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BW Businessworld

And Now, Web 3.0

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 A few days ago, when Delhi was enveloped in one of those thick fogs we all love, a friend of mine took it into his head to drag me for a walk to the Deer Park. Shivering and reluctant, I gave in, and ended up enjoying the biting cold air. But then, we realised the walk was an excuse for breakfast and we headed out to replenish the few calories we’d lost.

 
As we drove around, undecided about a good breakfast place, my friend whipped out his mobile phone and voice-commanded it to list places to eat nearby and then to dial. He checked whether there was anything on the menu to his liking, and then looked for sushi, to which I said an absolute no.
 
The point wasn’t that I detest sushi, but the ease with which a single click got us all the just-in-time information we wanted. It was enough to base decisions on. Of course, everyone has used Google Maps and voice commands, but let’s not take the technology for granted. It has taken a lot to get there. I remember, with this same friend, testing out the first GPS device in India. It was as clunky as it was impressive, but it couldn’t have told us where to avoid sushi. The device was still evolving, but the Web was too.
 
If you think of the Internet as having versions, then you could say that Web 1.0 was about getting stuff on the Web in the first place. The scramble for domains, websites, search, hits, multimedia content, buying, selling, ads, e-mail, messaging, etc. Then came Web 2.0. There’s nothing that illustrates what that is better than year 2009, when everyone who uses the Internet figured who owns it: you and me. Web 2.0 is about the individual and communities, social networking, interactivity, content sharing, applications, blogs, wikis and collaboration. It’s about moving beyond just being a content dump to real people bringing it alive.
 
The third generation of the Web is about giving everything we have out there meaning. Also called the Semantic Web, this version is when the Web gets smart and begins to understand what you want. You could, for example, ask for places that serve pancakes in a specific area, and you’d get options, including, perhaps, telling you which of your friends happen to be at any of those places — say, if they’re tweeting about where they are. You could get recommendations, prices and other relevant information. 
 
The data you’ll get from Web 3.0 will no longer be random and a mess of search results, but tailored, intuitive and real-time. You won’t have to wade through and filter out a lot of search results or dive deep into websites to find what you’re looking for only to discover it’s something else after all.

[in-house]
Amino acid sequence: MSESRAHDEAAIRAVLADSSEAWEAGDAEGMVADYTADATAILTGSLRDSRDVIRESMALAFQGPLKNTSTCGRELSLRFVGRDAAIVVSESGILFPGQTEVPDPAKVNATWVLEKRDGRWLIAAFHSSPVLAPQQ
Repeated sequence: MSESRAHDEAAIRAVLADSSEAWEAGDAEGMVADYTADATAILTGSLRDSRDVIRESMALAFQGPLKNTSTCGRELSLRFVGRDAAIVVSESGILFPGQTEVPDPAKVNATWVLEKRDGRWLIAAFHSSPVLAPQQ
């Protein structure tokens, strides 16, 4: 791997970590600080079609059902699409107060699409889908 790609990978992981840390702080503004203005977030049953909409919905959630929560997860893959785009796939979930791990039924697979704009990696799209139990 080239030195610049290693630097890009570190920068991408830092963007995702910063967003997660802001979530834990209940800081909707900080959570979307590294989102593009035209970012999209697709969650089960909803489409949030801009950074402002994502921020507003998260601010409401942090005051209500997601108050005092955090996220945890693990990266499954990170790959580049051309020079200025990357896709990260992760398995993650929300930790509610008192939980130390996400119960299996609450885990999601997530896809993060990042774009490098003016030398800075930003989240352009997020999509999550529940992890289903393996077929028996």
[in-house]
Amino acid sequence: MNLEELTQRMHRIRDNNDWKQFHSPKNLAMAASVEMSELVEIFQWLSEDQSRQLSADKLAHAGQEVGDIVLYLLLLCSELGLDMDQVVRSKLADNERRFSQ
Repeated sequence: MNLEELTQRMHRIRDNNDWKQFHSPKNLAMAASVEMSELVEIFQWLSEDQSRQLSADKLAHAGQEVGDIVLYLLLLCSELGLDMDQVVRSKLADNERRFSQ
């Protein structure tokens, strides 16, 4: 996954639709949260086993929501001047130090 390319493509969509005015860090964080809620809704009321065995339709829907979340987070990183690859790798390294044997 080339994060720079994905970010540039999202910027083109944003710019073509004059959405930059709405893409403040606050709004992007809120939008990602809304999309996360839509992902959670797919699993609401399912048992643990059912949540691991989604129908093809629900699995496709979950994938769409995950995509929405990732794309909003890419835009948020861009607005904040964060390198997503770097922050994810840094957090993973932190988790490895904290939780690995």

Not only will there be meaning as we humans understand it, but also a learning of preferences by the devices, a combination that will bring up bang-on-target information. In time, you’ll need to be less specific and more natural with your questions, while results from Web 3.0 will get more narrow and specific. It needs different technologies and thinking to organise and access information on the Web in a way that moves from lists and pages of data to meaningful content. 
 
Unlike with a piece of software, ‘older’ versions of the Web don’t get junked to give way to the next. All versions are evolving together, in layers. Web 2.0 or 3.0 are just buzzwords that will die out when people get fed up of their overuse. But the concept of Web 3.0 corresponds to the idea of World Wide Web Consortium director Sir Tim Berners-Lee’s vision of the Web as a universal medium for data, information, and knowledge sharing. This is an idea of which semantics is one component. Predictably, no one agrees on what Web 3.0 means exactly, or whether it exists. A lot of related terms and projects revolve around the concept of Web 3.0.
 
For a simple example of how Web 3.0 is evolving, take a look at an online project from the BBC. A search for ‘BBC artist pages’ should get you there. On this beta version of the site, information is being prepared for more meaningful delivery using open source and semantic Web technology. If you’re keen on the concept and basics, visit slideshare.net to find a great selection of presentations on Web 3.0.
 
Although many companies are working away at the Web 3.0 space, not necessarily everyone believes that it will arrive in 2010. Or that it will arrive at all. But everyone agrees that it will evolve. Even in 2010, the Web will get a lot smarter. Search engines such as Bing and Wolfram Alpha and Google’s personalised search signal a movement towards a more meaningful Web. Getting meaning is one part of the picture. Getting information at the right time and on the device you want, in the format you prefer, is another. 
 
The author is editorial director at Mindworks Global Media Services. mala at pobox dot com, @malabhargava on Twitter
(This story was published in Businessworld Issue Dated 18-01-2010)


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